Charley Jones' Laugh Book Magazine
Charley Jones' Laugh Book Magazine, aka Charley Jones' Laugh Book and Laugh Book, was a monthly digest-size cartoon and joke magazine published by Charley E. Jones at 438 North Main Street in Wichita, Kansas. Edited by Charley Jones, Ceora K. Raymond and Ken Berglund, it ran from 1943 into the mid-1960s. An earlier version was known as Laugh Book Magazine. Offering "something for everyone", it sometimes displayed the subtitle America's Foremost Humor Magazine.
Jones began publishing in 1933 with Downtown Wichita, which he called a "tattle-tale sheet'". With World War II underway, his distribution of Latrine Gazette to Army bases was so successful that he recycled the material into yet another publication, HEADliners, aimed at Navy men.
After Jones hired the former sales manager for Autopoint Pencil Company, the two made a deal with Otto Stoll of Chicago's Stoll Distribution Company (which handled Captain Billy's Whiz Bang), and they launched Charley Jones' Laugh Book in 1943 with an order of 20,000 copies to be distributed by Stoll. Initially published by Wichita's Jayhawk Press in Wichita, the publisher in 1944 was given as Joste Publishing Company in Wichita.
Soon it was national, reaching a peak of 54,000 and making a switch to distribution by Hearst, which delivered the magazine to newsstands throughout small-town America. During the 1950s, it continued to be widely circulated to military bases where a single copy was passed around, and thus the readership increased well beyond the print run.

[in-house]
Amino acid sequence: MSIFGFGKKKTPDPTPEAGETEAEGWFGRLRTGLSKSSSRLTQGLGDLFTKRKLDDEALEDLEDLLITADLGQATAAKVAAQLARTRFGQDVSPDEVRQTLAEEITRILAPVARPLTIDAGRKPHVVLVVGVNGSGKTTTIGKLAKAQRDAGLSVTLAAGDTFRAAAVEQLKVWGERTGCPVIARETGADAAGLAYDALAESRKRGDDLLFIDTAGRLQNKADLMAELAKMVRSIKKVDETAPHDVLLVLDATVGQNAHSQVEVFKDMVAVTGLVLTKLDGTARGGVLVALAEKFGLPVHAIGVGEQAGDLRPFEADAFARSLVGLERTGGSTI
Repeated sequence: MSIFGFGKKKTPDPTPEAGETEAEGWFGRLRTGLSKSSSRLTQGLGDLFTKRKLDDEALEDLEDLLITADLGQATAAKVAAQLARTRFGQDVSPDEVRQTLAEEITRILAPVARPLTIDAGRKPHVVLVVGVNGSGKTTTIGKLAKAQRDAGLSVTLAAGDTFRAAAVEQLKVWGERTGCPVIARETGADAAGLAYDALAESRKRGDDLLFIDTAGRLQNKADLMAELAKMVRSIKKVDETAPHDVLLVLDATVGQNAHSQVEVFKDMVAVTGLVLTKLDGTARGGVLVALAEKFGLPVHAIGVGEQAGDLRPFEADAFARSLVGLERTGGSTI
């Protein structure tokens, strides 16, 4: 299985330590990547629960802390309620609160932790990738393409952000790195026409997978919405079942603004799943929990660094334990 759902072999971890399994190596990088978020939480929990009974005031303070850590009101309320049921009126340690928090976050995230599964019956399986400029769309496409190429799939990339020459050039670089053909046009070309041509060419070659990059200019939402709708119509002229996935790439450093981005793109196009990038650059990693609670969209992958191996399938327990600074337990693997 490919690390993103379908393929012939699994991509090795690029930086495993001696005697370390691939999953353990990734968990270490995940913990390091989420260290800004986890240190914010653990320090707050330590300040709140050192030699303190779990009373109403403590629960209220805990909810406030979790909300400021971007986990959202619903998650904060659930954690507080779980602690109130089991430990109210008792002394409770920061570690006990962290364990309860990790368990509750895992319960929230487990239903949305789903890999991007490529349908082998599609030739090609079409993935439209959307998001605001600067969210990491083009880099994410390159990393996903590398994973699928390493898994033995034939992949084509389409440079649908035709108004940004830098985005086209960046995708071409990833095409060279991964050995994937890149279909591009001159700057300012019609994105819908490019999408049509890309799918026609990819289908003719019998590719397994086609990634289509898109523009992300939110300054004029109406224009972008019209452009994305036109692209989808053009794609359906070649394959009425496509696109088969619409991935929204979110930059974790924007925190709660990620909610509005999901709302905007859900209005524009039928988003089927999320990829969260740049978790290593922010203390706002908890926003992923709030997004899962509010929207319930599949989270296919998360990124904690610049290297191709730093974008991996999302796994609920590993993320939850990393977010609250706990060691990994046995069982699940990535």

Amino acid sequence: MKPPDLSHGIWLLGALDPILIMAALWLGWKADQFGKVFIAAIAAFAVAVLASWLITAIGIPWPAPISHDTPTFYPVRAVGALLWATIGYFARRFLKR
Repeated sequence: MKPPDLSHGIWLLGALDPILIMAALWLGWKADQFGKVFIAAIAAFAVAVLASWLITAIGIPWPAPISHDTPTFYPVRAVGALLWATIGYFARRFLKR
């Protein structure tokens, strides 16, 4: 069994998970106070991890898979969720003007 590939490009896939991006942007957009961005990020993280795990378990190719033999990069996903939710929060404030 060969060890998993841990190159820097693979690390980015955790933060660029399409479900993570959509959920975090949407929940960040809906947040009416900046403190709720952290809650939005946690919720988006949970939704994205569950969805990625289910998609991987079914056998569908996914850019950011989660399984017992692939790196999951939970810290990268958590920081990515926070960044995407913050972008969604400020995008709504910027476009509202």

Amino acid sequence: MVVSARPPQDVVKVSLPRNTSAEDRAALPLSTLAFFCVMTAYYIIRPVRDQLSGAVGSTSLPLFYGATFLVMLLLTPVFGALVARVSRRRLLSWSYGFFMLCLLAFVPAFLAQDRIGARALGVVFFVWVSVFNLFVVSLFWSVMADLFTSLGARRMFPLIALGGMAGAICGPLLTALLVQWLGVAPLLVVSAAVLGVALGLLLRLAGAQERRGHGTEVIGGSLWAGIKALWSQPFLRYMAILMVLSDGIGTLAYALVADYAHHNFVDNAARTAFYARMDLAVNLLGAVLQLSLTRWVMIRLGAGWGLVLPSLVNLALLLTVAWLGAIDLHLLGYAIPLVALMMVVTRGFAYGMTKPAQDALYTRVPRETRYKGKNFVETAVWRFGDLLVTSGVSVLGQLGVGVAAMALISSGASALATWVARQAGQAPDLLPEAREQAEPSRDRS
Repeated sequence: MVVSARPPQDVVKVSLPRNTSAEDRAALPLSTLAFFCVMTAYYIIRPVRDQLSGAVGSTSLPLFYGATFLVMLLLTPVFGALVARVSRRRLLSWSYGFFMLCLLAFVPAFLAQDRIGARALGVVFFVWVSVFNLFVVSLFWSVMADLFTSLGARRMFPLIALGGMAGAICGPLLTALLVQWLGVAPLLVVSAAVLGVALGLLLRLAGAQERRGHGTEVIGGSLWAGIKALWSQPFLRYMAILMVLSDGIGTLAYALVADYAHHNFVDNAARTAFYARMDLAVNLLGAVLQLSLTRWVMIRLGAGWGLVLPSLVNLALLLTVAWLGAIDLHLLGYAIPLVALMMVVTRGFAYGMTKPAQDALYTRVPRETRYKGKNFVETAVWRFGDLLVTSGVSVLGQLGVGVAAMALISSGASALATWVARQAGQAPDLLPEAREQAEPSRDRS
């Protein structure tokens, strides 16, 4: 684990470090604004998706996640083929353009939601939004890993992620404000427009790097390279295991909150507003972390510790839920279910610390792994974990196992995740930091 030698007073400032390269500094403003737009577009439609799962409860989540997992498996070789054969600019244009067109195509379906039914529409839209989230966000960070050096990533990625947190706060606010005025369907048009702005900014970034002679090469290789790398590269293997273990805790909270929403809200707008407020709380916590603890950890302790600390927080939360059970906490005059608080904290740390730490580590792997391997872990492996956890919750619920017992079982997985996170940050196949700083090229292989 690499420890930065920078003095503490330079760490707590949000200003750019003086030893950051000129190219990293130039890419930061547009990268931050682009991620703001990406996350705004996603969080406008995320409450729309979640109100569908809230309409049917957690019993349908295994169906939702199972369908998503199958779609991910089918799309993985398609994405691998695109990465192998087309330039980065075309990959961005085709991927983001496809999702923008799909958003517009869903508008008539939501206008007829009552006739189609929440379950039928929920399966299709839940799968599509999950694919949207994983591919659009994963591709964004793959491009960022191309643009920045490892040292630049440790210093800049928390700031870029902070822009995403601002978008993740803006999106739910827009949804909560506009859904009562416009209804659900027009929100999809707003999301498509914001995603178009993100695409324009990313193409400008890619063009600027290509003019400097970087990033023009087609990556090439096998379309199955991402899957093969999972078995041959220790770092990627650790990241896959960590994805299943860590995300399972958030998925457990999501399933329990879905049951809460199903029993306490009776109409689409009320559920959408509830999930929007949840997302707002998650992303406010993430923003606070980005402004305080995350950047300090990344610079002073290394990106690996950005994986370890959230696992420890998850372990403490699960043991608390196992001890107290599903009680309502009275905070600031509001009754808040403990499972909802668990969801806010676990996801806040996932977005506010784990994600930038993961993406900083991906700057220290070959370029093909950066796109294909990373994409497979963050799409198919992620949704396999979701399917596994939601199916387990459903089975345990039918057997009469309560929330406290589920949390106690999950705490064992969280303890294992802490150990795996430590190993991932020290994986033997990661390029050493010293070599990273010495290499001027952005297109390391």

The magazine had a staff of 11 employees, but as sales and his health diminished, Jones moved the operation into his own home (with a staff of two). In 1964, when Jones moved to New Mexico for his health, he continued to publish a monthly magazine, Picturesque New Mexico. On May 27, 1966, he died during open heart surgery in Albuquerque, New Mexico.
Many jokes were contributed by readers. The magazine paid $25 for a cartoon, 50 cents for a joke and 25 cents a line for light verse. Longer material paid two cents a word. A typical joke: "Many people call a doctor when all they want is an audience." In addition to the jokes and cartoons, the format included letters from readers, pen pal notices and a "Letter from Charley". In an apparent trade-off, the magazine ran photos from Earl Wilson's column, and Wilson occasionally reprinted Laugh Book jokes in his column.
Copies of Charley Jones' Laugh Book are on file at the Kinsey Institute.